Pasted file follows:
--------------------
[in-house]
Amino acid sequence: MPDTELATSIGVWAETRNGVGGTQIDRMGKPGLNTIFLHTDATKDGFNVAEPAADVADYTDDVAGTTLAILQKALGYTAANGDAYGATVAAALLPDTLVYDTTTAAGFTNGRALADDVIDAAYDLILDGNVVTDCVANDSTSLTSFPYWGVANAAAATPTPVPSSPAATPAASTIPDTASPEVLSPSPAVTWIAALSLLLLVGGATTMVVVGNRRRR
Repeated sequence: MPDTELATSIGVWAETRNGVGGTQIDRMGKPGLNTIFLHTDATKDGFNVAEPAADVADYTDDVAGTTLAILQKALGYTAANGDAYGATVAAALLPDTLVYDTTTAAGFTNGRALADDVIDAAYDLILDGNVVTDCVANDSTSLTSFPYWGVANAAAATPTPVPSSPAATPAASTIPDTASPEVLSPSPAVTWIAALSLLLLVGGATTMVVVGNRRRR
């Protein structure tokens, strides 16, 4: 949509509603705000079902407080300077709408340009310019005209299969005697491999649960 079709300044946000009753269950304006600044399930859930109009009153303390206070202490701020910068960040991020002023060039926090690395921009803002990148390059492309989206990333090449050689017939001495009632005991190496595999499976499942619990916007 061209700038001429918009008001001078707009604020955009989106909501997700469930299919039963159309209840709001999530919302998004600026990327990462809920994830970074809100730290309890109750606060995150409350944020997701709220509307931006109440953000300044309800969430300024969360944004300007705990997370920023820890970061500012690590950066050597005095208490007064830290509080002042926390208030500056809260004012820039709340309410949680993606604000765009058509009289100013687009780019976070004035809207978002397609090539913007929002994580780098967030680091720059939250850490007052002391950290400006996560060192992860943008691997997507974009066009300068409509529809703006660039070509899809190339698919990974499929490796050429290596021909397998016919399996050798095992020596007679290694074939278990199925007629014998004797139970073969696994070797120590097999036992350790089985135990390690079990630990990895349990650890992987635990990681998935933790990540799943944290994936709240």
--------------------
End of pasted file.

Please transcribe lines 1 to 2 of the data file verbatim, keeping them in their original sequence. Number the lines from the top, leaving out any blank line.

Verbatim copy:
[in-house]
Amino acid sequence: MPDTELATSIGVWAETRNGVGGTQIDRMGKPGLNTIFLHTDATKDGFNVAEPAADVADYTDDVAGTTLAILQKALGYTAANGDAYGATVAAALLPDTLVYDTTTAAGFTNGRALADDVIDAAYDLILDGNVVTDCVANDSTSLTSFPYWGVANAAAATPTPVPSSPAATPAASTIPDTASPEVLSPSPAVTWIAALSLLLLVGGATTMVVVGNRRRR